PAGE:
ENGLAND, October 9, 2018 (LifeSiteNews) – A response to a UK Freedom of Information request has revealed that the British government is funding a play celebrating the life and work of eugenicist Marie Stopes. The theatrical company involved hopes to take the play into schools.
In June 2018, Dorset-based AsOne Theatre Company received a letter from Arts Council England confirming it had been successful in its application for government funding for a proposed play about Stopes entitled Escaping the Storm. The total amount involved was £11,500 ($14,991). The Arts Council is a non-departmental public body of the Department for Digital, Culture, Media and Sport. It is funded by £1.45 billion of public money, with an estimated £860 million coming from the UK’s National Lottery.
The application form submitted by AsOne states: “‘Escaping the Storm’ will see her [Stopes] in retreat from controversy, & bitter battles with the Catholic Church.” The application also says that the theatre company would create “a tailor-made workshop to inspire and encourage discussion about Ethics, Equality, Women’s Rights, Sex Education, & Choices.” As set out in the application, the audiences to be targeted are: “Family audiences 11 to elderly…Secondary School year-groups in each town on tour.” The document goes on to discuss holding “free workshops for secondary schools.”
Currently the AsOne website promotes Escaping the Storm by saying: “Dr Marie Stopes transformed how we think about sex. One of the 20th Century’s most controversial women, her strong views provided graphic understanding of pleasure and consequence of sex. Vilified then by the Catholic Church, Marie Stopes still provokes today.”
What the AsOne website doesn’t tell prospective audiences is that Stopes was an ardent eugenicist who sent love poems to Adolf Hitler.
Stopes was awarded a PhD in paleobotany from the University of Munich in 1904, before becoming the first female academic at the University of Manchester. In 1921, she opened her first family planning centre in Holloway, north London, before it moved to its current location at Whitfield Street in Fitzrovia, Central London. Also in that year, Stopes founded the “Society for Constructive Birth Control and Racial Progress.”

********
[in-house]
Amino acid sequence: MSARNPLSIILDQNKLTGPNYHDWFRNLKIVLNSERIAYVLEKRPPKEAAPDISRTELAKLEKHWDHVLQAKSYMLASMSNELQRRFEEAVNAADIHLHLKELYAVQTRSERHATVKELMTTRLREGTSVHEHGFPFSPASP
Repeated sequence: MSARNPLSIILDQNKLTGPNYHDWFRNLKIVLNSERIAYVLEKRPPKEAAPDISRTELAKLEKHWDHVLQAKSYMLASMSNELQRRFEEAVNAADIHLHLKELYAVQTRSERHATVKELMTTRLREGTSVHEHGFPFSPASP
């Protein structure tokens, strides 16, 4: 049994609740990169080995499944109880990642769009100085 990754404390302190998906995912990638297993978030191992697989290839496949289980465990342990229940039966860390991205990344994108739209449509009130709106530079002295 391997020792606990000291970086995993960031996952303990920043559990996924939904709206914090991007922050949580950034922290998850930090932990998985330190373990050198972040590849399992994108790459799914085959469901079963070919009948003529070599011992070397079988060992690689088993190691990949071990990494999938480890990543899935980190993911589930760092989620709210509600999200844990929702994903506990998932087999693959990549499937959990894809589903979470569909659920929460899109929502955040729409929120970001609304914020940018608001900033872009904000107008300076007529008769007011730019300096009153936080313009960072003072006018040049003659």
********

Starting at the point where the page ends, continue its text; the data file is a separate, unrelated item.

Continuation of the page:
Its purpose was to prevent the birth of what she considered racially inferior working classes: “the inferior, the depraved, and the feeble-minded.” It is no coincidence that her centres were to be found in poor areas. In her book, Radiant Motherhood (1920), she states: “the sterilisation of those totally unfit for parenthood [should be] made an immediate possibility, indeed made compulsory.”
Perhaps not surprisingly, given her eugenicist views, Stopes admired Hitler. In 1935 she attended the Nazi-sponsored International Congress for Population Science in Berlin. On the eve of the Second World War, she sent the Führer a gushing letter with a copy of a slim volume of love poems she had written.
“Dear Herr Hitler, Love is the greatest thing in the world: so will you accept from me these [poems] that you may allow the young people of your nation to have them? The young must learn love from the particular ’till they are wise enough for the universal. I hope too that you yourself may find something to enjoy in the book.”
Stopes was anti-Semitic, anti-Catholic, and anti-Russian. A poem of hers from 1942 has this to say:
The Jews and the Russians,
All are a curse,
Or something worse…
Stopes died in 1958. In her will, she left her Whitfield Street centre to the Eugenics Society.
Today the organization she founded, Marie Stopes International (MSI), is present in 37 countries and commits three million abortions a year. A recent UK government report stated that at the Whitfield Street facility operated by MSI: “From May 2016 to April 2017, MSI Central London carried out 1811 surgical termination of pregnancy procedures and 1404 early medical abortions. There were 269 vasectomy procedures performed within the same period.”